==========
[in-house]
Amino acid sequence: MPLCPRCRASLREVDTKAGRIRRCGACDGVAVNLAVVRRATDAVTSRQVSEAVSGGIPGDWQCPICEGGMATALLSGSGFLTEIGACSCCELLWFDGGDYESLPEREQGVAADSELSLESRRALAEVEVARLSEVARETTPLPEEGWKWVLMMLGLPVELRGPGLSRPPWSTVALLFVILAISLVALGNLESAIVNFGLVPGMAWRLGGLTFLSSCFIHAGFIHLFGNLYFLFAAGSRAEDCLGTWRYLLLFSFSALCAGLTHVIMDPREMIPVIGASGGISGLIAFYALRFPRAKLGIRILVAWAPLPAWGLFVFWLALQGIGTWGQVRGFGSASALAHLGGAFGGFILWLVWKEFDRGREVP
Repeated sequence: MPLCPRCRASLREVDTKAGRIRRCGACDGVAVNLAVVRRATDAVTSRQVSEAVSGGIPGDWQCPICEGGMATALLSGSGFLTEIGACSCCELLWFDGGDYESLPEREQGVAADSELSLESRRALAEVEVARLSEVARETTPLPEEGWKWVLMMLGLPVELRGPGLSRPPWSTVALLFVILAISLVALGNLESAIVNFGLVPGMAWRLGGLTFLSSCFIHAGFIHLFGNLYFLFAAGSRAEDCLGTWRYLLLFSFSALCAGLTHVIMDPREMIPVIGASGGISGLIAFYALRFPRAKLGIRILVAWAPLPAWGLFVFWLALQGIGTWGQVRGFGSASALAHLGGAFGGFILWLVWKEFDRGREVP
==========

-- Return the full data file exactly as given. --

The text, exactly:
[in-house]
Amino acid sequence: MPLCPRCRASLREVDTKAGRIRRCGACDGVAVNLAVVRRATDAVTSRQVSEAVSGGIPGDWQCPICEGGMATALLSGSGFLTEIGACSCCELLWFDGGDYESLPEREQGVAADSELSLESRRALAEVEVARLSEVARETTPLPEEGWKWVLMMLGLPVELRGPGLSRPPWSTVALLFVILAISLVALGNLESAIVNFGLVPGMAWRLGGLTFLSSCFIHAGFIHLFGNLYFLFAAGSRAEDCLGTWRYLLLFSFSALCAGLTHVIMDPREMIPVIGASGGISGLIAFYALRFPRAKLGIRILVAWAPLPAWGLFVFWLALQGIGTWGQVRGFGSASALAHLGGAFGGFILWLVWKEFDRGREVP
Repeated sequence: MPLCPRCRASLREVDTKAGRIRRCGACDGVAVNLAVVRRATDAVTSRQVSEAVSGGIPGDWQCPICEGGMATALLSGSGFLTEIGACSCCELLWFDGGDYESLPEREQGVAADSELSLESRRALAEVEVARLSEVARETTPLPEEGWKWVLMMLGLPVELRGPGLSRPPWSTVALLFVILAISLVALGNLESAIVNFGLVPGMAWRLGGLTFLSSCFIHAGFIHLFGNLYFLFAAGSRAEDCLGTWRYLLLFSFSALCAGLTHVIMDPREMIPVIGASGGISGLIAFYALRFPRAKLGIRILVAWAPLPAWGLFVFWLALQGIGTWGQVRGFGSASALAHLGGAFGGFILWLVWKEFDRGREVP